[isabelle] \forall versus \And -- also \exists versus \Or
(1) I am having trouble understanding why Isar permits both \forall
and \And, seeing that they appear to do exactly the same thing. I
understand that \And is for the statement of a theorem or lemma, and
is not supposed to be used in a proof. But what would happen if we
used \forall in the statement of a lemma, rather than \And? How would
this affect the rest of the proof?
(2) Am I to understand that, just as \And is the universal quantifier
at the meta-level, \Or is the existential quantifier at the
meta-level? Certainly \Or x. P(x) appears to do the same thing as
\exists x. P(x) . Further confusing me here is that a number of
example Isar proof statements do use \exists instead of \Or, such as
lemma assumes Pf: "\exists x. P(f x)" shows "\exists y. P y" (p. 10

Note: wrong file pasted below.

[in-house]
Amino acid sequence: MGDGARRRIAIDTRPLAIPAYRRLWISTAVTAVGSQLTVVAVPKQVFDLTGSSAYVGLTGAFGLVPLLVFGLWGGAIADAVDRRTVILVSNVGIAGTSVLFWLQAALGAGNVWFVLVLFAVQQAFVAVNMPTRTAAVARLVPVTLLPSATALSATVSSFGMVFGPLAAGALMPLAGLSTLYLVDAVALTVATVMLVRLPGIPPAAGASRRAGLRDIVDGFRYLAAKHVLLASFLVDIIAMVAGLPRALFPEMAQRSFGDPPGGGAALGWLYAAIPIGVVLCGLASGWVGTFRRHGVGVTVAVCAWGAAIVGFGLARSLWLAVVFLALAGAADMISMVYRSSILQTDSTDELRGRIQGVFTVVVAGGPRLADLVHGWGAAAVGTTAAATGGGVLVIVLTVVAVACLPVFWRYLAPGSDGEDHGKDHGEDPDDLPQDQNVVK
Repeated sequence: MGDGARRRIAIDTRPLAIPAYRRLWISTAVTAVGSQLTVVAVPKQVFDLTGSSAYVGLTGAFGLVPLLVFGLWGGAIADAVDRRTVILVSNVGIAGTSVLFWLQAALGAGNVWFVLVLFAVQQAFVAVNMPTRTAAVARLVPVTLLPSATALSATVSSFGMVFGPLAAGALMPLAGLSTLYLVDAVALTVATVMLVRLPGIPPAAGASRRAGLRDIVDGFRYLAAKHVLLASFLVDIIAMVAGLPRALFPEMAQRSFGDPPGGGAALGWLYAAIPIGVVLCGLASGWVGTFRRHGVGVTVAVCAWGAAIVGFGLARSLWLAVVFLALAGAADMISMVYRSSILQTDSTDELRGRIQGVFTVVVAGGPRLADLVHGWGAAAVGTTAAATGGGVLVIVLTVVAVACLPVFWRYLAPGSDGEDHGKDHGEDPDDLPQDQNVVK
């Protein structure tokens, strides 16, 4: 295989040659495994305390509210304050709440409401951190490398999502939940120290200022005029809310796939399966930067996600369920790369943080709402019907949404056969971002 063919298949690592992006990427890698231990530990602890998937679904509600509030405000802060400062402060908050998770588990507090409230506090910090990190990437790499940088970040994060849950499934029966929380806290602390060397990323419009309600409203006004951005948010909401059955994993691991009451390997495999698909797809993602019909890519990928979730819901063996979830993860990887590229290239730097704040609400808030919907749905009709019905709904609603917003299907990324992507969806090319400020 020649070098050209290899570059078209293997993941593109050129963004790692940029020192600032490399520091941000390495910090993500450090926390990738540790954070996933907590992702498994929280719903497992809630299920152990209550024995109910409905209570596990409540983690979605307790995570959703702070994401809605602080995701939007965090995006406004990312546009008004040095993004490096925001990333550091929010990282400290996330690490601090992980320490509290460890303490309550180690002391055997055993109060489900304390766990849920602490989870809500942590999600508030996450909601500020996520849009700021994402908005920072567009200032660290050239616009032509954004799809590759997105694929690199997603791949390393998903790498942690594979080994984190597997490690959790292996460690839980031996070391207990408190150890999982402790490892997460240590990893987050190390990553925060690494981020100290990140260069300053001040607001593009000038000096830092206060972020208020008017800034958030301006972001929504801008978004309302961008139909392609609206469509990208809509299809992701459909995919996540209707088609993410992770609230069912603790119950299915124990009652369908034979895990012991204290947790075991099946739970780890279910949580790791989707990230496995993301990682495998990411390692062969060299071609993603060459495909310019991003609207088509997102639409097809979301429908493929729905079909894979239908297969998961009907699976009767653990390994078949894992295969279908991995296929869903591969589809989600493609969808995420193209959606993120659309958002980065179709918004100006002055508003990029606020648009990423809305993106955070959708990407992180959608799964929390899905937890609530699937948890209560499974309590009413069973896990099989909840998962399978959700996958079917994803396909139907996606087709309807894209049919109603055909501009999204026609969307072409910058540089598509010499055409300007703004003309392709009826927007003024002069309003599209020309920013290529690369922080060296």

of "A Tutorial Introduction To Structured Isar Proofs").
(3) In Whats In Main, under Orderings, under Syntax, there is given
some syntax for \forall and for \exists, such as \forall x \leq y. P
\equiv \forall x. x \leq y --> P . There are eight rules given here,
four for \forall and four for \exists . Do these rules also work for
\And and \Or ?
(4) Am I understanding correctly that \And applied to the null set is
True, while \Or applied to the null set is False?
Prof. W. Douglas Maurer Washington, DC 20052, USA
Department of Computer Science Tel. (1-202)994-5921
The George Washington University Fax (1-202)994-4875
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